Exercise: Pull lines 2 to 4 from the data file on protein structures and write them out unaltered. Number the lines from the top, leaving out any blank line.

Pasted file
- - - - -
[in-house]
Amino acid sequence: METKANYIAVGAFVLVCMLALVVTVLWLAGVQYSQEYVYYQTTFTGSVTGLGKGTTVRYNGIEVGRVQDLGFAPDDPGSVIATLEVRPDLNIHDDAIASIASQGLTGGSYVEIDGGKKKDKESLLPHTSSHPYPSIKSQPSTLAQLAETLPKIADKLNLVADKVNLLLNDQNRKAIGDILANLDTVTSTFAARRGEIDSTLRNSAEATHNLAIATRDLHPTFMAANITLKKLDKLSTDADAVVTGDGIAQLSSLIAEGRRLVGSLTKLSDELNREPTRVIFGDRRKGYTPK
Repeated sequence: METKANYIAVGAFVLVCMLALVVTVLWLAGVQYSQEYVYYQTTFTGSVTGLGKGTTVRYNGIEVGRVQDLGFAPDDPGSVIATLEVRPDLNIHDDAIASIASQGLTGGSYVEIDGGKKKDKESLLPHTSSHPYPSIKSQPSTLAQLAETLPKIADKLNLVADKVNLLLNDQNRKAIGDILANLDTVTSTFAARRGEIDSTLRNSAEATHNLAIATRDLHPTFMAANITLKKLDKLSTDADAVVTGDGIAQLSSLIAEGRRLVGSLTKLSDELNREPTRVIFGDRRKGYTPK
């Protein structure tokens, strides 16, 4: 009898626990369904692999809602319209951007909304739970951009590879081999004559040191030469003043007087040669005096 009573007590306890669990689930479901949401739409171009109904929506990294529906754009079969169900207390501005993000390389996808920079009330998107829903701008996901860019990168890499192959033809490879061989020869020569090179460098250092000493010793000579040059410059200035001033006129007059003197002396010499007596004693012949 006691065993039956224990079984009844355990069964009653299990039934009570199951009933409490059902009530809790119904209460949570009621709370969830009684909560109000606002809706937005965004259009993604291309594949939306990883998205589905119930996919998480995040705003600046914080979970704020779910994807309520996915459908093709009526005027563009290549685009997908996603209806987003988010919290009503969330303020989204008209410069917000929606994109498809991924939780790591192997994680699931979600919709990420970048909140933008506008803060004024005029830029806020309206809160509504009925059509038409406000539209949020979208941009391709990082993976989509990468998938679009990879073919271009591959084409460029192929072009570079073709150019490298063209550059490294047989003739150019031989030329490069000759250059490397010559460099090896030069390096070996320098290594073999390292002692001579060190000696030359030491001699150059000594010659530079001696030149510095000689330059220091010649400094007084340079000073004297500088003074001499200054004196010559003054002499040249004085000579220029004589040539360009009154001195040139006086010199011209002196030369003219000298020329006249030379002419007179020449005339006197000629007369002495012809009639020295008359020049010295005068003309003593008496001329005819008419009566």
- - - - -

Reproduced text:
Amino acid sequence: METKANYIAVGAFVLVCMLALVVTVLWLAGVQYSQEYVYYQTTFTGSVTGLGKGTTVRYNGIEVGRVQDLGFAPDDPGSVIATLEVRPDLNIHDDAIASIASQGLTGGSYVEIDGGKKKDKESLLPHTSSHPYPSIKSQPSTLAQLAETLPKIADKLNLVADKVNLLLNDQNRKAIGDILANLDTVTSTFAARRGEIDSTLRNSAEATHNLAIATRDLHPTFMAANITLKKLDKLSTDADAVVTGDGIAQLSSLIAEGRRLVGSLTKLSDELNREPTRVIFGDRRKGYTPK
Repeated sequence: METKANYIAVGAFVLVCMLALVVTVLWLAGVQYSQEYVYYQTTFTGSVTGLGKGTTVRYNGIEVGRVQDLGFAPDDPGSVIATLEVRPDLNIHDDAIASIASQGLTGGSYVEIDGGKKKDKESLLPHTSSHPYPSIKSQPSTLAQLAETLPKIADKLNLVADKVNLLLNDQNRKAIGDILANLDTVTSTFAARRGEIDSTLRNSAEATHNLAIATRDLHPTFMAANITLKKLDKLSTDADAVVTGDGIAQLSSLIAEGRRLVGSLTKLSDELNREPTRVIFGDRRKGYTPK
């Protein structure tokens, strides 16, 4: 009898626990369904692999809602319209951007909304739970951009590879081999004559040191030469003043007087040669005096 009573007590306890669990689930479901949401739409171009109904929506990294529906754009079969169900207390501005993000390389996808920079009330998107829903701008996901860019990168890499192959033809490879061989020869020569090179460098250092000493010793000579040059410059200035001033006129007059003197002396010499007596004693012949 006691065993039956224990079984009844355990069964009653299990039934009570199951009933409490059902009530809790119904209460949570009621709370969830009684909560109000606002809706937005965004259009993604291309594949939306990883998205589905119930996919998480995040705003600046914080979970704020779910994807309520996915459908093709009526005027563009290549685009997908996603209806987003988010919290009503969330303020989204008209410069917000929606994109498809991924939780790591192997994680699931979600919709990420970048909140933008506008803060004024005029830029806020309206809160509504009925059509038409406000539209949020979208941009391709990082993976989509990468998938679009990879073919271009591959084409460029192929072009570079073709150019490298063209550059490294047989003739150019031989030329490069000759250059490397010559460099090896030069390096070996320098290594073999390292002692001579060190000696030359030491001699150059000594010659530079001696030149510095000689330059220091010649400094007084340079000073004297500088003074001499200054004196010559003054002499040249004085000579220029004589040539360009009154001195040139006086010199011209002196030369003219000298020329006249030379002419007179020449005339006197000629007369002495012809009639020295008359020049010295005068003309003593008496001329005819008419009566």